Last week, 73-year-old Vietnam-born Australian Nguyen Thi Huong was sentenced for trying to smuggle 2.8 kilograms of heroin to Sydney.
Despite the fact that more countries than ever are abolishing the death penalty, the number of people being executed each year globally continues to grow. For two Australians, Nguyen and Pham Trung Dung, this isn’t a statistic, it’s the reality of their lives, or rather death: both are likely to be executed in Vietnam by way of lethal injection.
Having seen two executions via firing squad, one can only hope that Vietnam’s newly developed lethal injection method provides a much more humane death than that experienced at the hand of the firing squad — and far less terrifying during the last fleeting moments of Pham and Nguyen’s lives.
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In July 2014, Pham was sentenced to death by a Ho Chi Minh City court for attempting to smuggle four kilograms of heroin to Australia.
Let’s be frank, both Pham and Nguyen would have known that their efforts to smuggle heroin to Australia involved committing crimes in both Australia and Vietnam. They had to have known that their actions in Vietnam could, and most likely would, attract the death penalty if they were caught.
Arguably, a combination of greed and arrogance can often undermine logic in decision-making — whether you’re young or old.
But the conscious nature of Pham and Nguyen’s decisions shouldn’t impact on Australia’s support for its citizens, nor its campaign against the death penalty.
While Australia stands against capital punishment, our recent potted history of political responses — before and after an execution — at best reveals inconsistency, and at worst xenophobia.
When it came to the 2008 execution of the three Bali Bombers — Imam Samudra, 38, Amrozi, 47, and Mukhlas, 48 — Australia sat silently. According to Kevin Rudd at the time, “in the case of foreign terrorists we are not in the business of intervening on any of their behalfs”.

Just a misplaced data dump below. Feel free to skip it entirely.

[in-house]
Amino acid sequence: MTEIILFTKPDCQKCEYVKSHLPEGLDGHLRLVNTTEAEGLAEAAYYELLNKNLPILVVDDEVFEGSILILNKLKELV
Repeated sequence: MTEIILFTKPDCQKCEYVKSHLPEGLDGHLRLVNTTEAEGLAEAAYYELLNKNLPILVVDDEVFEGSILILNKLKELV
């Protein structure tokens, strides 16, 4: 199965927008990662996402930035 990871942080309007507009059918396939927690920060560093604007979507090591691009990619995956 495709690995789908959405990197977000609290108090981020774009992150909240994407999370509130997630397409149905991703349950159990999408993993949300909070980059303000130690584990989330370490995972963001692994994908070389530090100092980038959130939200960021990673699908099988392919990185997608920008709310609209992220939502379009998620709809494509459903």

After the executions the Rudd government announced a campaign against the death penalty, but Australia’s tacit support for the Bali Bombers’ executions displayed our political hypocrisy for all to see.
When it came to the Bali Nine ringleaders, Andrew Chan and Myuran Sukumaran, the story was a little different. Various diplomatic and personal efforts were made to prevent the April 2015 execution — to no avail.
In the aftermath of these executions few appeared willing to consider that our selective protests to the death penalty could be interpreted as xenophobic attacks on Indonesian sovereignty. Arguably, we left Indonesian leaders with no means to prevent the executions and save face.
We shouldn’t be too quick to criticise any Indonesian for adopting this perspective. The sentencing of Vietnamese-born Australians Pham and Nguyen to death in Vietnam hasn’t attracted much media coverage or public interest. And unfortunately that supports accusations that our objections to the death penalty are selective.
Many of Australia’s Asian neighbors apply the death penalty broadly — for drugs, terrorism, murder, rape, child exploitation, foreign bribery and corruption — so this problem is not going to go away.
Australia needs a consistent and pragmatic national strategy that outlines its policy approaches to consistently addressing the death penalty challenge.
Firstly, this document needs to make a clear statement on Australia’s long-term commitment to the abolition of the death penalty, while also recognising the sovereignty of nation states.
The strategy also needs to provide a clear policy stance on diplomatic responses to cases where Australian’s have been sentenced to death. Our diplomats need a clear engagement framework on the death penalty to ensure consistency of effort.
Finally, the strategy needs to outline how Australia’s law enforcement agencies will continue to collaborate with international partners who apply the death penalty. Australia’s success in combating serious and organised crime in Asia can be directly attributed to international police engagement: information sharing, capacity development and joint investigations.
While we wait for such a strategy, Australia’s consular service staff in missions such as Ho Chi Minh City will continue to visit and assist our citizens facing the death penalty — as they should. In cells in countries such as Vietnam, Australian citizens are likely reflecting why their lives seem to have less value than those of the Bali Nine.
*Dr John Coyne is Head of the Australian Strategic Policy Institute’s Border Security Program. Prior to joining ASPI John was head of the Australian Federal Police’s Strategic Intelligence Services.